I am concerned with the omission of gender, which appears to be possibly correlated with viral load (Mahallawi 2021). I think age should be treated as a continuous variable. It seems that age should correlate with viral load; this was not supported by Mahallawi, but it might be supported by Sjoerd, 2021. We need to condition on anything that leads to different antigen levels in different people. If the antigens are excreted or metabolized, we would need to take into account liver and kidney status. Of course, this should depend on immune system function, which will vary along with comorbidities and medications. Antigen level also probably depends on the covid strain. I am also unsure how one should estimate P(dz+|sx,ad). We can get this for the Prince-Guerra 2021 cohort, but this depends on things like location, time of year, and lockdown status. Some of these have changed a lot since the study was conducted.

# Ideally:

Note that age is given as “adult”, symptom status is binarized, test result is binarized, and exposure was binarized by me, unfortunately (although we could just treat it as continuous).

Note that to obtain the graph above, we are working with what we have available. However, the following would be ideal: every time one takes a test, one goes to a website and enters information such as age, sex, zip code, and test result. The website then calculates post-test probability based on a model for, explicitily,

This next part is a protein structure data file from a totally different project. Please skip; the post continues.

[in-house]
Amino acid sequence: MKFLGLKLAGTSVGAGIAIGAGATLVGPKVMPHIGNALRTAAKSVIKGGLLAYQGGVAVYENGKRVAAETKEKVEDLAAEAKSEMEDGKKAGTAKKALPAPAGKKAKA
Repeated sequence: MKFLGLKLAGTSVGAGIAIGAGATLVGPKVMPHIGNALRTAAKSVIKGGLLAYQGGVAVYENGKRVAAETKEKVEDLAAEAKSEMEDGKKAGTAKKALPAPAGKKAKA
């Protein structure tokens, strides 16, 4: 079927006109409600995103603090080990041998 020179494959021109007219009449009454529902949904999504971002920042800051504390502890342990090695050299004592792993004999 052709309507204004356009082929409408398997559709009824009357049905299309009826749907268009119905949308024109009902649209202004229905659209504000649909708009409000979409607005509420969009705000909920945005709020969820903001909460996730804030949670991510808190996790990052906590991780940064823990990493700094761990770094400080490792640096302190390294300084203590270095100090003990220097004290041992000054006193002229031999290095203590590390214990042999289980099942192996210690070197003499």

P(dz+|test=r,age=a,sex=s,symptoms=sx,zip=z,..)

The model would be updated in real-time based on geographically and temporally relevant statistics. Note that this post-test probability would depend very much on time, and therefore the model would have to be updated probably each day. It seems though that, barring sampling issues, we have this data. There is observational data collected when people report their test results (in other words, we collect information such as age, zip code, etc). Often, also, we have a PCR confirmation. It is unclear however whether we will have enough of the variables mentioned above, which are still necessary.